This recent op-ed on CNN.com crystallizes a number of thoughts I’ve had about the election, though it may not go quite far enough. To make things absolutely clear to Mr. Matt Vespa and other Trump apologists: yes, Mr. Trump is in fact a racist. Just ask the Central Park Five. To insist otherwise is to require people to forget that the President-elect first came to prominence at the head of the Birther movement – a perfect example of coded racism if there ever was one – and his comments about Judge Gonzalo Curiel’s Latino heritage, just for starters.
(Well, okay, let’s get specific here – at the heart of things, I suspect that Trump is racist against all humans who aren’t Donald Trump. That said, that’s never stopped him from taking advantage of race, gender and creed to bully others or to raise his own profile. Indeed, it seems to me that’s the exact attribute that raised him to both the candidacy and the Presidency. In any case, the point is that I call him a racist for his actions, not his beliefs, or at least whatever he believes his beliefs are at the moment.)
At the heart of all of this, I suspect that it all comes down to a matter of power. Conservatives seem to believe that they can define what is and isn’t racist at their convenience, and that they can force the country’s minorities to accept their self-serving definitions as a matter of course. To them, I would ask: has it ever honestly occurred to you that such decisions aren’t up to you? That even if you decide not to read your actions in that fashion, that America’s minorities very well might? Indeed, sharing that power as to what is and isn’t acceptable is the entire point of racism as a concept. It’s part of the never-ending negotiation process that allows the nation to continue to function without us murdering one another. To deny the other side a voice in such an exchange strikes me as… unwise.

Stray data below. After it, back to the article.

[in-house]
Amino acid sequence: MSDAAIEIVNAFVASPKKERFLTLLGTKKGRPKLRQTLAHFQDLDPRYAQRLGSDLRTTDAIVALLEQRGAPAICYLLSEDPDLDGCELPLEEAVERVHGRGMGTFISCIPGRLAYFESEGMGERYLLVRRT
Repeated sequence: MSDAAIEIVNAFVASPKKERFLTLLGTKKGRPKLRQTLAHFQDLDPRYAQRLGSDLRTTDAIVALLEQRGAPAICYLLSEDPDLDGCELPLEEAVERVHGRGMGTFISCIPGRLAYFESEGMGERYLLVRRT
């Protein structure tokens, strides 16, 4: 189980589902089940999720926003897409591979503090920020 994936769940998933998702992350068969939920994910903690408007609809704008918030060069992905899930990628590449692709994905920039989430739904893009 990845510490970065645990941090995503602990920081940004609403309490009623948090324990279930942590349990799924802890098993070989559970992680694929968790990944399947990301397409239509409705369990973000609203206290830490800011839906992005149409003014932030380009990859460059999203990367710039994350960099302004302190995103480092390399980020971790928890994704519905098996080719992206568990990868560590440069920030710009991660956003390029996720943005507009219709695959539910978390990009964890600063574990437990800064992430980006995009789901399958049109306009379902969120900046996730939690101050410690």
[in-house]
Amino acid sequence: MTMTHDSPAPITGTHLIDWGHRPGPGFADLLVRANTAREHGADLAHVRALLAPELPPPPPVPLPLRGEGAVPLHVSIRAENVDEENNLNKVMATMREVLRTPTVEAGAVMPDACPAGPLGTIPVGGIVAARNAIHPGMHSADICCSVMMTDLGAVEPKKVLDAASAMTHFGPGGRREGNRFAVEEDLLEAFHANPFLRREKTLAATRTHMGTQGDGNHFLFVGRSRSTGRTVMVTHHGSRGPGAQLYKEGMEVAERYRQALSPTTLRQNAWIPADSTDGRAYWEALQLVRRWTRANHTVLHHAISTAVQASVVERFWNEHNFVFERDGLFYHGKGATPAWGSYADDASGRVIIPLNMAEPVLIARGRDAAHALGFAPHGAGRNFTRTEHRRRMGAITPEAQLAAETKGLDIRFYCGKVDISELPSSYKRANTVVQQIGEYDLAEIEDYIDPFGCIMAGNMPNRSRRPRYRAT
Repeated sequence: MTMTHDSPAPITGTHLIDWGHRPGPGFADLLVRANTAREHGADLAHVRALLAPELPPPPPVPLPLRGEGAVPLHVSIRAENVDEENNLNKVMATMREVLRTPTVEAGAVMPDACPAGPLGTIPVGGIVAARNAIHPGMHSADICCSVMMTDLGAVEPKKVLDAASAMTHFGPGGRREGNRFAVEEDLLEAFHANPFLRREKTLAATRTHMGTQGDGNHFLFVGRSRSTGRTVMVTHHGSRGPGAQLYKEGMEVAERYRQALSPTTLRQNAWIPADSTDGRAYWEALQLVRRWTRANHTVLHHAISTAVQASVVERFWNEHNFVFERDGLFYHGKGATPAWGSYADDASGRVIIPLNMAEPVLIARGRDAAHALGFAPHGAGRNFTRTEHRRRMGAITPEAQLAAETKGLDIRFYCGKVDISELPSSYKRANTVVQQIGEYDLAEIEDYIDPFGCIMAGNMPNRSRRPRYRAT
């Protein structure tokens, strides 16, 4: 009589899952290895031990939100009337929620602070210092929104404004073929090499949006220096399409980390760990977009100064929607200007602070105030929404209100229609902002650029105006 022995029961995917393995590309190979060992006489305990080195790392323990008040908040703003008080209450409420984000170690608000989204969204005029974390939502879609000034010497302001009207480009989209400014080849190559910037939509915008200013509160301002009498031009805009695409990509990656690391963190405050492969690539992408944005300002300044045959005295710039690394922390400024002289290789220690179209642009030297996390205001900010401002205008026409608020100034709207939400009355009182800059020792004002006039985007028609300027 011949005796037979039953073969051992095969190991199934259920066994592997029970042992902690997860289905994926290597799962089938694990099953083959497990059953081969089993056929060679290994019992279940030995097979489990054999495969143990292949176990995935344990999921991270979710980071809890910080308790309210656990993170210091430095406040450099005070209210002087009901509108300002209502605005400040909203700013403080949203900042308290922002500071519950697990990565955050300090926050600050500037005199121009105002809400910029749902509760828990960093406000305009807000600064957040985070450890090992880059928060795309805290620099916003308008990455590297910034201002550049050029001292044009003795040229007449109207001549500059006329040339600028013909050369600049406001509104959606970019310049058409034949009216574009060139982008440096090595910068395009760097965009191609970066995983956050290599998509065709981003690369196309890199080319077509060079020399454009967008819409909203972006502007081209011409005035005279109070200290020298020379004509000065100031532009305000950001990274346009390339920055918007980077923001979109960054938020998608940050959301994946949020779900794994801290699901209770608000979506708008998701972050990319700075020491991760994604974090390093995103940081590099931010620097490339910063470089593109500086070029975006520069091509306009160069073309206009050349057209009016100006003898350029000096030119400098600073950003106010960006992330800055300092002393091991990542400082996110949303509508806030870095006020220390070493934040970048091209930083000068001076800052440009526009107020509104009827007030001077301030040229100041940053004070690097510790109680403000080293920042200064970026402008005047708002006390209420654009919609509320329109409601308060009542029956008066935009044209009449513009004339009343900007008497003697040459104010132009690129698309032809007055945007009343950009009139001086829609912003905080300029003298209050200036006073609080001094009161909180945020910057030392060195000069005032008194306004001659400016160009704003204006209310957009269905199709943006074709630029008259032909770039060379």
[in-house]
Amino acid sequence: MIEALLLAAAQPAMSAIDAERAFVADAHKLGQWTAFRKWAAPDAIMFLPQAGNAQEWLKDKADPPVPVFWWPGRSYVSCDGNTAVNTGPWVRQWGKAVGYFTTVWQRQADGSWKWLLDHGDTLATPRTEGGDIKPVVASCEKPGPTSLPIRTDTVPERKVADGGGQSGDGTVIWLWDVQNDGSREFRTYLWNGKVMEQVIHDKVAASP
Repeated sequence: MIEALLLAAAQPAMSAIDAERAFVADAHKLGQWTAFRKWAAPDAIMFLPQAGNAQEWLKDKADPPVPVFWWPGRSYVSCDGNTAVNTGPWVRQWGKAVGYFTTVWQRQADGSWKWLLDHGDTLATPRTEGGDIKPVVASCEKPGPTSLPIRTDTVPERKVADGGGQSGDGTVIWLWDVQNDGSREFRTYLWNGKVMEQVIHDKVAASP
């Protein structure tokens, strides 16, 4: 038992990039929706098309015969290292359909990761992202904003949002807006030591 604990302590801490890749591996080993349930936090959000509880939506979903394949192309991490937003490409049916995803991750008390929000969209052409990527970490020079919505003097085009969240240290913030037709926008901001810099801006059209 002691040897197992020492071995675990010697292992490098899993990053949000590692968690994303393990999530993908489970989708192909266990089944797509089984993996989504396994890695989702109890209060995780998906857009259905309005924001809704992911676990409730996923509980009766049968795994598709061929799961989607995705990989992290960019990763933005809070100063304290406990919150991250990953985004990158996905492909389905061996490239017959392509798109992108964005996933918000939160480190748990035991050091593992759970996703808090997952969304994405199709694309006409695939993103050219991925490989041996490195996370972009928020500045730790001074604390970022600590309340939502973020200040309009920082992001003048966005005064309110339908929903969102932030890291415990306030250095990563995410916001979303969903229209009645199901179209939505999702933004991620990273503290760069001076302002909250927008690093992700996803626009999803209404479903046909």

(And no, Ben Carson alone most certainly does not qualify as enough representation. So please don’t start.)
So where does that leave Trump’s voters? Whatever their reasons might have been at the time, they still made the decision to vote for him. As far as I’m concerned, they voted against the very concept of America that I grew up with – the idea of a multicultural nation, where such things as race and religion and national origin simply don’t matter with regards to an individual’s rights and freedoms. They may not be running around waving Confederate flags, but they knowingly enabled those who are. (They certainly don’t seem to be stopping them.) They can deny it as much as they want, but like it or not, everything that comes after this point is on their hands. Don’t want that to be the case? Best get to work tearing that false idol you raised down.
-----BEGIN SIGNATURE----- ggV6K26hLoD+Kl+Mq71+6wsKs4cTl8fqB5TQTrBoxWS02KAuJgwsMUiafunBdXv3egSjDDYtyvDN/WW/PG0wO/2amzwrgSGMc4m8O2SxGjMSk//D2UeQCmU521MNhMlsc0e48eieNFRJSOFV3Qo79KwRwGl+GVLix5Z3lTAJmxPX3FQXHnigRFnsIUj3FmPEqf+/BLvA+jC7tKKuzXcO/FNWGni5uI9VmLXCOdy+pA7rrGTVG3UH07jjp3W4CbUzngAYVdt1XAsi2a2/UCiCpLMm2pzEJ/7bsC2JQHZcsC7oDAei+Mx8ebz751zPU5JyQ3MgDZHg/nQbIaXMWFhpeA== -----END SIGNATURE-----